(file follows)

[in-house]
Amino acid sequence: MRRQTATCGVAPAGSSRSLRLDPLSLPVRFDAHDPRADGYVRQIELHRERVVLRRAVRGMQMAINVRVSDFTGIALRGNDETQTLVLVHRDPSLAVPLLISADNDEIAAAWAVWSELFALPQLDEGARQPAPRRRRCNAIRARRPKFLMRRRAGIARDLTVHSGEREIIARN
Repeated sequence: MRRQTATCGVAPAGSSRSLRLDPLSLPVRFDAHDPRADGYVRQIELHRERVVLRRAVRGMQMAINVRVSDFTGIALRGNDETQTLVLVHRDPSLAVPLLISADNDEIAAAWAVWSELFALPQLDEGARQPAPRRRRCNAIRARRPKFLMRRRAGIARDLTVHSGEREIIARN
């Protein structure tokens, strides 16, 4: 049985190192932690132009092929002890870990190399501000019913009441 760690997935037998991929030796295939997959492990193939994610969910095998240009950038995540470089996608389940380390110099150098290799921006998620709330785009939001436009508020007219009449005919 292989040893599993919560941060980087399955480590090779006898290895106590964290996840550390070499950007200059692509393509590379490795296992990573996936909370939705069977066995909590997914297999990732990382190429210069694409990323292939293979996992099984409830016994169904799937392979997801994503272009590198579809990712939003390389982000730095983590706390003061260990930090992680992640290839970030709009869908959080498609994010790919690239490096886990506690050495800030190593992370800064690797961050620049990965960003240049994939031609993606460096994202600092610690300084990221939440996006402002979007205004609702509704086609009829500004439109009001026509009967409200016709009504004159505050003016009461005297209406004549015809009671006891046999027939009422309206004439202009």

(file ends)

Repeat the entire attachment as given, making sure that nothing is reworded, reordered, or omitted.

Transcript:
[in-house]
Amino acid sequence: MRRQTATCGVAPAGSSRSLRLDPLSLPVRFDAHDPRADGYVRQIELHRERVVLRRAVRGMQMAINVRVSDFTGIALRGNDETQTLVLVHRDPSLAVPLLISADNDEIAAAWAVWSELFALPQLDEGARQPAPRRRRCNAIRARRPKFLMRRRAGIARDLTVHSGEREIIARN
Repeated sequence: MRRQTATCGVAPAGSSRSLRLDPLSLPVRFDAHDPRADGYVRQIELHRERVVLRRAVRGMQMAINVRVSDFTGIALRGNDETQTLVLVHRDPSLAVPLLISADNDEIAAAWAVWSELFALPQLDEGARQPAPRRRRCNAIRARRPKFLMRRRAGIARDLTVHSGEREIIARN
């Protein structure tokens, strides 16, 4: 049985190192932690132009092929002890870990190399501000019913009441 760690997935037998991929030796295939997959492990193939994610969910095998240009950038995540470089996608389940380390110099150098290799921006998620709330785009939001436009508020007219009449005919 292989040893599993919560941060980087399955480590090779006898290895106590964290996840550390070499950007200059692509393509590379490795296992990573996936909370939705069977066995909590997914297999990732990382190429210069694409990323292939293979996992099984409830016994169904799937392979997801994503272009590198579809990712939003390389982000730095983590706390003061260990930090992680992640290839970030709009869908959080498609994010790919690239490096886990506690050495800030190593992370800064690797961050620049990965960003240049994939031609993606460096994202600092610690300084990221939440996006402002979007205004609702509704086609009829500004439109009001026509009967409200016709009504004159505050003016009461005297209406004549015809009671006891046999027939009422309206004439202009």